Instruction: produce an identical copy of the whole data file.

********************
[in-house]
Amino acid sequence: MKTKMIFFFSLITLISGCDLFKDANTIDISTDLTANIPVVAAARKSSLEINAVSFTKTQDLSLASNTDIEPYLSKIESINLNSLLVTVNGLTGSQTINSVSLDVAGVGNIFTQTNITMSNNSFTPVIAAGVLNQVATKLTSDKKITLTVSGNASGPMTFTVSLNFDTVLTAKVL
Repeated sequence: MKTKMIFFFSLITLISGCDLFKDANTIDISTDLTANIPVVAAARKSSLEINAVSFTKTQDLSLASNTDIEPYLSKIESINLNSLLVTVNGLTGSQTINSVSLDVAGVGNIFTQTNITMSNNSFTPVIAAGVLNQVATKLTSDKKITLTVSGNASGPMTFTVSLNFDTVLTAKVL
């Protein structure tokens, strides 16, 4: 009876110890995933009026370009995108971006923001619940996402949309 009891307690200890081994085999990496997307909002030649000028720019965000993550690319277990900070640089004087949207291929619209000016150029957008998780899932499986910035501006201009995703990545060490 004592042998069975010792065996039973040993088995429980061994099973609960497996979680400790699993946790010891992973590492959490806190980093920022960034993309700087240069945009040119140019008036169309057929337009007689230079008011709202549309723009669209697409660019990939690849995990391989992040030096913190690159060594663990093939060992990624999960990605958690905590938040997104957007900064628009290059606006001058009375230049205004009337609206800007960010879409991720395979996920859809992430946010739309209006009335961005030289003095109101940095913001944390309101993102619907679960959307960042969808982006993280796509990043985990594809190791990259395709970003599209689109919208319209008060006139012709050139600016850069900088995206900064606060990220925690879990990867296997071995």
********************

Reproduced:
[in-house]
Amino acid sequence: MKTKMIFFFSLITLISGCDLFKDANTIDISTDLTANIPVVAAARKSSLEINAVSFTKTQDLSLASNTDIEPYLSKIESINLNSLLVTVNGLTGSQTINSVSLDVAGVGNIFTQTNITMSNNSFTPVIAAGVLNQVATKLTSDKKITLTVSGNASGPMTFTVSLNFDTVLTAKVL
Repeated sequence: MKTKMIFFFSLITLISGCDLFKDANTIDISTDLTANIPVVAAARKSSLEINAVSFTKTQDLSLASNTDIEPYLSKIESINLNSLLVTVNGLTGSQTINSVSLDVAGVGNIFTQTNITMSNNSFTPVIAAGVLNQVATKLTSDKKITLTVSGNASGPMTFTVSLNFDTVLTAKVL
């Protein structure tokens, strides 16, 4: 009876110890995933009026370009995108971006923001619940996402949309 009891307690200890081994085999990496997307909002030649000028720019965000993550690319277990900070640089004087949207291929619209000016150029957008998780899932499986910035501006201009995703990545060490 004592042998069975010792065996039973040993088995429980061994099973609960497996979680400790699993946790010891992973590492959490806190980093920022960034993309700087240069945009040119140019008036169309057929337009007689230079008011709202549309723009669209697409660019990939690849995990391989992040030096913190690159060594663990093939060992990624999960990605958690905590938040997104957007900064628009290059606006001058009375230049205004009337609206800007960010879409991720395979996920859809992430946010739309209006009335961005030289003095109101940095913001944390309101993102619907679960959307960042969808982006993280796509990043985990594809190791990259395709970003599209689109919208319209008060006139012709050139600016850069900088995206900064606060990220925690879990990867296997071995």